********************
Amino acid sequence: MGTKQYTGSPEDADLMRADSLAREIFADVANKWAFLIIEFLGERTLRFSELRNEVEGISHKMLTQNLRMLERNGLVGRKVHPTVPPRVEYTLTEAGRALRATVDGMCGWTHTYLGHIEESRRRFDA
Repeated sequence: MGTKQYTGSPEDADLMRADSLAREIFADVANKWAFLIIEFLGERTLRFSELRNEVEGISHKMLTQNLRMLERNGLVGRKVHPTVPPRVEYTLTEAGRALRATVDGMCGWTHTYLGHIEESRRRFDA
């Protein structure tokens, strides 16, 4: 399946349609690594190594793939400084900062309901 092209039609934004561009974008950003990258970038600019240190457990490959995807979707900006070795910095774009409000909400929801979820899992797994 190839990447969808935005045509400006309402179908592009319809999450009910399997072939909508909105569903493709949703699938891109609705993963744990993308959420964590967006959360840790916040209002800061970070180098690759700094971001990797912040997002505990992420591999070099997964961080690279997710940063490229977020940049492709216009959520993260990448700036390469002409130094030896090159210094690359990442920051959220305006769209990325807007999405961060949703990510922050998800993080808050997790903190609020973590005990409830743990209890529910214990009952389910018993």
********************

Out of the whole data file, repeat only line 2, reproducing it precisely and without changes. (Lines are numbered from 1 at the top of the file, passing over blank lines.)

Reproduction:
Repeated sequence: MGTKQYTGSPEDADLMRADSLAREIFADVANKWAFLIIEFLGERTLRFSELRNEVEGISHKMLTQNLRMLERNGLVGRKVHPTVPPRVEYTLTEAGRALRATVDGMCGWTHTYLGHIEESRRRFDA